The Philadelphia Experiment is a legend - an experiment using camouflage technology that is said to have taken place in the United States during World War II.

The Philadelphia Experiment

The legend goes back to public letters from a single eyewitness, the sailor Carlos Miguel Allende alias Carl Meredith Allen, who made these claims for the first time twelve years after the alleged experiment. As a result, the escort destroyer USS Eldridge is said to have become completely invisible and even appeared briefly in the port of Norfolk, Virginia, 500 kilometers away, before re-materializing in Philadelphia, Pennsylvania. The myth is based on the so-called Allenden letters. The project is said to have been code-named Rainbow.

In the early 1940s, the U.S. Navy experimented with magnetic self-protection techniques to make their ships less sensitive to the magnetic submarine torpedoes of German submarines and not, as has often been claimed, to develop anti-radar technology.

According to eyewitness Carl Meredith Allen, the ship USS Eldridge was made optically invisible on the high seas in October 1943 during a test with a strong force field. Allen was allegedly eyewitness when he sailed on a merchant navy ship in the same convoy. All that remained was the keelprint of the ship in the water for 15 minutes.

The effects on the crew of the ship were devastating. Some had melted into the ship, others had been burned, disappeared without a trace or had gone mad. Even years later, some of those involved were said to have spontaneously vanished into thin air or died of serious illnesses.

In another incident, the ship is said to have disappeared from the port of Philadelphia and appeared at the Norfolk Naval Base. The ship then returned to Philadelphia within seconds. However, everyone admitted that he had only heard of it.

The United States Navy denies having carried out this experiment. All facts, experimental arrangements and other so-called evidence have been invented. The eyewitness to this incident, Carl Allen, is a liar who simply wants to make money with an invented story. The Naval Historical Center published the logs of the USS Eldridge from its entry into service on July 27, 1943 until the end of 1943. According to them, the ship was never in Philadelphia at that time.

The end of the Philadelphia experiment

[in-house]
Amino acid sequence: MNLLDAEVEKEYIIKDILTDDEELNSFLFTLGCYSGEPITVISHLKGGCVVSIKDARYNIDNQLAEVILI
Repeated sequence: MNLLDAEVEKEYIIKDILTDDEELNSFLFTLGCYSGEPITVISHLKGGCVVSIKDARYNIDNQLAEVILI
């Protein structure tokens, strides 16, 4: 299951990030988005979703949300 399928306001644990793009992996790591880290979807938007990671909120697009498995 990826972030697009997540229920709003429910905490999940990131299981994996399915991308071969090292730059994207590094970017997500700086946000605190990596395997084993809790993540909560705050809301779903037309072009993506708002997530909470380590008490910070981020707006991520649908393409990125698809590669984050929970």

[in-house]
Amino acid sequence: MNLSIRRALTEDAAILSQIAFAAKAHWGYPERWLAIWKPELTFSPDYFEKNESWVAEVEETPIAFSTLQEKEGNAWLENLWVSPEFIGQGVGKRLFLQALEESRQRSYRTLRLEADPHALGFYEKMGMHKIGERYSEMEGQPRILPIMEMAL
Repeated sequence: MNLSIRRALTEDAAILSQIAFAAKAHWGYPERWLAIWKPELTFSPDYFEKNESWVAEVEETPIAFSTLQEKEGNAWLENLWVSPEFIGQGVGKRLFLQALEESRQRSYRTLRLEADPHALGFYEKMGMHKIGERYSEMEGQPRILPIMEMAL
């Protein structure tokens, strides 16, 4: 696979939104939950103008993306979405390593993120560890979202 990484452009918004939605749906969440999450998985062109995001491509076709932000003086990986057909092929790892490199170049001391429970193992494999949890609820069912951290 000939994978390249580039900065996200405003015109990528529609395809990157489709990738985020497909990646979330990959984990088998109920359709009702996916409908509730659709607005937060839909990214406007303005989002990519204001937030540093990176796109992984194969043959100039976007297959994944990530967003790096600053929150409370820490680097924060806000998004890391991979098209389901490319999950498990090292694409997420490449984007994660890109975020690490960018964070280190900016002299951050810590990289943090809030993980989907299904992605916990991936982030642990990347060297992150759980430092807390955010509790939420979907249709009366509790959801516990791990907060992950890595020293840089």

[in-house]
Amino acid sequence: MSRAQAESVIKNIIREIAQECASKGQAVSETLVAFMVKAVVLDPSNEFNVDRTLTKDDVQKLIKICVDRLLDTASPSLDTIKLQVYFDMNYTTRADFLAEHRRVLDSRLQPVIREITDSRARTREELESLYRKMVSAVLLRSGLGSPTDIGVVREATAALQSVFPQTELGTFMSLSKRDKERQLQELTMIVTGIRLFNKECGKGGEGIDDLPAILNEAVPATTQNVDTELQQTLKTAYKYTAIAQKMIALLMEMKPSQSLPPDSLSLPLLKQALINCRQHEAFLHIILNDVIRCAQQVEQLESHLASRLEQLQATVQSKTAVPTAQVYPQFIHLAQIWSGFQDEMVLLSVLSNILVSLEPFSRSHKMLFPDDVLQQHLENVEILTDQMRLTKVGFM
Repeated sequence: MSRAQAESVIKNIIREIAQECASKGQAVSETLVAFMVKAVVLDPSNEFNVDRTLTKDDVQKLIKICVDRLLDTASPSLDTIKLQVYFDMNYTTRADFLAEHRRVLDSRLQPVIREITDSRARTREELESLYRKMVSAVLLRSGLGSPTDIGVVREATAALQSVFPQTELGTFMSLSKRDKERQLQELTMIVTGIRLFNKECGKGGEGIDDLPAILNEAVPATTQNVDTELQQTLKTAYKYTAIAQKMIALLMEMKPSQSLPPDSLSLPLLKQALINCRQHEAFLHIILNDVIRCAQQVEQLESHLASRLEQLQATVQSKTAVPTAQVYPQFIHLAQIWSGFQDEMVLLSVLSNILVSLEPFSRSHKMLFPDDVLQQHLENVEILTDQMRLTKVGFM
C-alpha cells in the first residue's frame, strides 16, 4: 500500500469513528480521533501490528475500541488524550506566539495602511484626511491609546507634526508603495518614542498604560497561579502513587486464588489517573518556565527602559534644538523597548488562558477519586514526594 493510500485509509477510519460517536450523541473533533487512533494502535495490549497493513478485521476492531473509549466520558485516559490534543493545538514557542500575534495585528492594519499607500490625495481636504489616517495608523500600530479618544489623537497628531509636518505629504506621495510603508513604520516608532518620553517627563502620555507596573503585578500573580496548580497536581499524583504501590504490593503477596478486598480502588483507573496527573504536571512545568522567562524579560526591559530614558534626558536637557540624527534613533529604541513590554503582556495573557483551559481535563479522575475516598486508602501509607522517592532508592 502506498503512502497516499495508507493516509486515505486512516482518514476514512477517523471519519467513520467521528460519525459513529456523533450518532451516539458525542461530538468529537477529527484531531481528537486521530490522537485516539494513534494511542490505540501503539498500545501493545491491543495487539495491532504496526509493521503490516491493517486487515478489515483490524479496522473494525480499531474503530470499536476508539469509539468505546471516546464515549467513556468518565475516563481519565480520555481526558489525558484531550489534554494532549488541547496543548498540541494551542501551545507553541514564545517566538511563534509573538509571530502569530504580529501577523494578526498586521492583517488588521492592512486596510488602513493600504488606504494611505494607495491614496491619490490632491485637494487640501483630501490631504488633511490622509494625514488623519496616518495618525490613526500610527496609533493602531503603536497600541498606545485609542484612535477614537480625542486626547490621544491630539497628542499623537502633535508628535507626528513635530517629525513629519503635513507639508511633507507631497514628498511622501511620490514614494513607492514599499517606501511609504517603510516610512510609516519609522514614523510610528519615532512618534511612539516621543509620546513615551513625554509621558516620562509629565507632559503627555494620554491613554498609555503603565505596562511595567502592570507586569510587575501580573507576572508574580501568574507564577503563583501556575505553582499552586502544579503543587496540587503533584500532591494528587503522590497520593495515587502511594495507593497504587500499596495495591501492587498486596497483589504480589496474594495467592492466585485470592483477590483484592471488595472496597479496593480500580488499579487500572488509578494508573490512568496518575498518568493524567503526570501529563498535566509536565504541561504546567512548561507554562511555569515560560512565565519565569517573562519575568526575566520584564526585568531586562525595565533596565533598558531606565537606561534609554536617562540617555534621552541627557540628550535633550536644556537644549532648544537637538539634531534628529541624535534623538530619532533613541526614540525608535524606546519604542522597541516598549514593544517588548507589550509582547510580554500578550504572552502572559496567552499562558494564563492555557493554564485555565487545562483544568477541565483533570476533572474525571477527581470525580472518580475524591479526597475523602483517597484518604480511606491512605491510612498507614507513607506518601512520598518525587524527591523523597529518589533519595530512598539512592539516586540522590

A possible explanation assumes that tests with magnetic fields were actually carried out. The aim of the tests was to neutralize the principle of action of magnetic detonators in torpedoes and sea mines and thus to prevent such a weapon from detonating under the ship. The people involved probably spoke colloquially of "making a ship invisible" for this type of magnetic detonator.

A strong magnetic field alone cannot ensure optical invisibility, let alone teleportation. Even assuming teleportation would be extremely unlikely that a completely random teleportation would ship a ship from one port to another.

There are two ways to get from Philadelphia to Norfolk. The usual route runs across the open Atlantic along the coast of the Delmarva peninsula; a second, shorter route is through the Chesapeake and Delaware Canal into Chesapeake Bay, which allows ships to get from port to port much faster. If the Eldridge commutes across this canal between Norfolk and Philadelphia, this could possibly cause irritation for observers who drove the normal route.

None of Carl Allen's comrades confirmed or denied his report. However, they described Carl Allen as very intelligent and slightly confused.

The Philadelphia Experiment - An Invention

The letters from Carlos Allende (aka Carl Allen) to the UFO researcher and astronomer Morris Ketchum Jessup are said to be in 1956. In a UFO book written by Jessup, Allende subsequently wrote various marginal notes by hand. This book of remarks is believed to have been sent to the Office of Naval Research (ONR), where it fell into the hands of Major Darrell Ritter, who then aroused the interest of Captain Sidney Sherby and Commander George Hoover, a special project officer. Hoover then contacted Jessup. Jessup died on April 20, 1959 of suicide.

Years later, Allende contacted UFO researcher Jacques F. Vallee in 1967.

In the same year (1967) the book "Uninvited Visitors" by Ivan Sanderson was published, in which the Philadelphia Experiment was also mentioned.

In 1968 an article on the subject of J. Clerk appeared in the book "The Allende Letters" by Steiger & Whritenour.

In June 1969, Allende reportedly appeared at the APRO (Aerial Phenomena Research Organization) headquarters in Tucson, Arizona - one of the oldest and most influential UFO research organizations - to revoke his story and later revoke it again.

In 1979 Charles Berlitz and William L. Moore published the book "The Philadelphia Experiment".

After the success of Charles Berlitz 'book followed in 1984 the movie "The Philadelphia Experiment" directed by Stewart Raffill, which was followed by other films.

The Philadelphia Experiment: Everything Just Dizziness?

The large number of conspiracy theories have one thing in common: the more insane a story is, the more it is taken at face value.

All reports on the Philadelphia Experiment are based on the Allende letters, the statements of which have been refuted many times. ∎

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